The most important contribution of this study was to innovatively separate the two variables of visual interface design and structured content design of multimedia learning materials. Further, we redesigned the learning material from the interface layout dimension of positive emotional design, thus improving learners’ test performance. For researchers, therefore, this study puts forward a new research question whether visual interface design or structured content design is highly associated with learning effects. The study can provide some valuable insights into the findings of the previous research, which allows for constituting a further step to promote the related researches on the positive emotional design of multimedia learning. For practitioners, they can adopt the interface layout mode of the positive emotional design and scientifically redesign the relevant stimulus elements that can trigger positive emotions according to the characteristics of learning content. As a result, learners’ internal motivation and learning outcomes are facilitated. Especially for the impact of the COVID-19 pandemic on education, practitioners might use the positive emotional interface layout to redesign the learning material, thus improving learners’ external human–computer interaction space in the distance teaching environment as much as possible. Moreover, for practitioners, three steps can be taken to redesign educational multimedia content presentation. First, the important prerequisites of designing multimedia learning materials should comply with the seven basic principles of multimedia learning, as well as get a deeper understanding of the cognitive theory of multimedia learning. Second, the local interface layout of positive emotional design modality incorporating warm colors and anthropomorphic shapes (e.g., the yellow outer frame including the anthropomorphic smiling face) should be retained. Finally, in order to maintain the visual openness and the overall beauty for instructional presentation, the selection of local frames and the proportion between frames and material content need to be appropriately adjusted.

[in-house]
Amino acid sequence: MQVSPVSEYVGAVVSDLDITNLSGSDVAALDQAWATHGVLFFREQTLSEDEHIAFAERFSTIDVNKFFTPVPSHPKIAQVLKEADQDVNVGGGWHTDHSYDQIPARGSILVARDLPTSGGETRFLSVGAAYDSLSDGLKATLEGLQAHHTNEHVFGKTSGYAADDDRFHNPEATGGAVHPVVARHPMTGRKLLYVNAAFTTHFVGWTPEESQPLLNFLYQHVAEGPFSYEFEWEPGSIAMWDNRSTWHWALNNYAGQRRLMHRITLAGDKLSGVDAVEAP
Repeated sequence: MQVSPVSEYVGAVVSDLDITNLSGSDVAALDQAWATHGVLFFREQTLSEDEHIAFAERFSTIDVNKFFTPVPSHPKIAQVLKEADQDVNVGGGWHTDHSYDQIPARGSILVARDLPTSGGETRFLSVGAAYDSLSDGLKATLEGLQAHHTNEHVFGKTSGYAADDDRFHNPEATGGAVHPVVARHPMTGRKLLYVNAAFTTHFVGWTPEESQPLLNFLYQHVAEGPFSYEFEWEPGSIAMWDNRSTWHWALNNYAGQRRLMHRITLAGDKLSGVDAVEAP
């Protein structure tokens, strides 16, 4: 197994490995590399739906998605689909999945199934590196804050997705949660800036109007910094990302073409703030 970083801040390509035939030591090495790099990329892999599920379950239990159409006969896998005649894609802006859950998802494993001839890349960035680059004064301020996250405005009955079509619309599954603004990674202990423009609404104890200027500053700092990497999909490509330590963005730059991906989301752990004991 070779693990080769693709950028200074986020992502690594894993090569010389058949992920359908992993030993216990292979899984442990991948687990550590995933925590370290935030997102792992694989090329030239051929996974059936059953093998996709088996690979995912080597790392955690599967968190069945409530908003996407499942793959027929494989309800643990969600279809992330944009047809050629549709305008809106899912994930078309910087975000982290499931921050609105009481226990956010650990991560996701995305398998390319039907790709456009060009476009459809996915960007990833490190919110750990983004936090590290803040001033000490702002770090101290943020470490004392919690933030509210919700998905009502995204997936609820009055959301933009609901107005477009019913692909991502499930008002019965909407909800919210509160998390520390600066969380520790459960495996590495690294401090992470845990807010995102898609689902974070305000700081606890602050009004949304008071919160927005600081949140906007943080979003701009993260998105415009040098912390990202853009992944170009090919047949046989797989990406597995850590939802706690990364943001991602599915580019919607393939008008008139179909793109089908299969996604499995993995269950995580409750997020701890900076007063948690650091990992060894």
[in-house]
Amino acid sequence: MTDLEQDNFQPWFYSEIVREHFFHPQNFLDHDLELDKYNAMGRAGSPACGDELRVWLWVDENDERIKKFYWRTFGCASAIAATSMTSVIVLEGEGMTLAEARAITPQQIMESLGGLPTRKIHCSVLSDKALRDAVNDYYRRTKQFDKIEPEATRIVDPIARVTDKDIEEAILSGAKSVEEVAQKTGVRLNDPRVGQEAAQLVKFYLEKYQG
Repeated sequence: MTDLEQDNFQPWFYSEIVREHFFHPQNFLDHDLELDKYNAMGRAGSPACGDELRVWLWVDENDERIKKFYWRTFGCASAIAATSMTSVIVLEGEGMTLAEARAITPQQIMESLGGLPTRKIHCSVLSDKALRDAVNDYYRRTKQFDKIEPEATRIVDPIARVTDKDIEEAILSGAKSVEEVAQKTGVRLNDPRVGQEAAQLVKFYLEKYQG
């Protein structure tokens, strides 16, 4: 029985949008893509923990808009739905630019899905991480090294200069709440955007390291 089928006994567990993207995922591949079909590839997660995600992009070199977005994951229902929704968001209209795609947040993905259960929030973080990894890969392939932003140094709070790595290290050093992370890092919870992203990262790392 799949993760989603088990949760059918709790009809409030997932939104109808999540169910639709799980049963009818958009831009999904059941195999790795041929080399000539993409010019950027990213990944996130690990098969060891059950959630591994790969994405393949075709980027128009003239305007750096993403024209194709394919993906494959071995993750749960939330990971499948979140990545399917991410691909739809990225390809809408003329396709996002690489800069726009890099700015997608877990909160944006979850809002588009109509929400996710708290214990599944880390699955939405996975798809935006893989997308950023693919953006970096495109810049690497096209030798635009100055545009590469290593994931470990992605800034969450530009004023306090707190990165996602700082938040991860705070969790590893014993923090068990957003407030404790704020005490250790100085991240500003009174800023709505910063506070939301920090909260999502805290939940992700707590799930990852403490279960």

This study has some limitations and future work can be conducted to improve these shortcomings. The participants in the study are all college students from a University in China. The focuses of multimedia learning material on scientific knowledge “the formation of lightning” and the external visual interface layout of positive emotional design paradigm are presented. Therefore, caution should be taken when the results of the study are generalized to other populations and other disciplines (Li et al., 2020; Park et al., 2015a, b). Hence, in the future, differences in participants’ socio-cultural backgrounds and individual characteristics should be considered to activate participants’ emotional valences (Knörzer et al., 2016a, b; Russell, 2003). Besides, the study is based on the external experimental environment controlled by artificial conditions and so, the positive emotional design principle of multimedia learning might be limited in the real teaching scenarios. Thus, follow-up researches should be carried out to push the findings of laboratory situation into pedagogical practice, especially in online learning environments. Additionally, the mechanism of the influence of positive emotional design on multimedia learning effects was investigated. Although eye tracking technology was utilized to provide a partial explanation for the relationship between the positive emotional design of multimedia instruction and learning outcomes, the study only used subjective scales for measuring metacognition-related emotional experience. Therefore, future research can adopt more direct and real-time multivariate mixed physiological measures (Le et al., 2018; Münchow & Bannert, 2019; Stark et al., 2018), including Electroencephalogram (EEG), Galvanic Skin Response (GSR), Heart Rate Variability (HRV), etc., to reveal the internal mechanism of positive emotional design in multimedia learning, which will subsequently be helpful in providing more comprehensive and scientific guidance for multimedia learning design.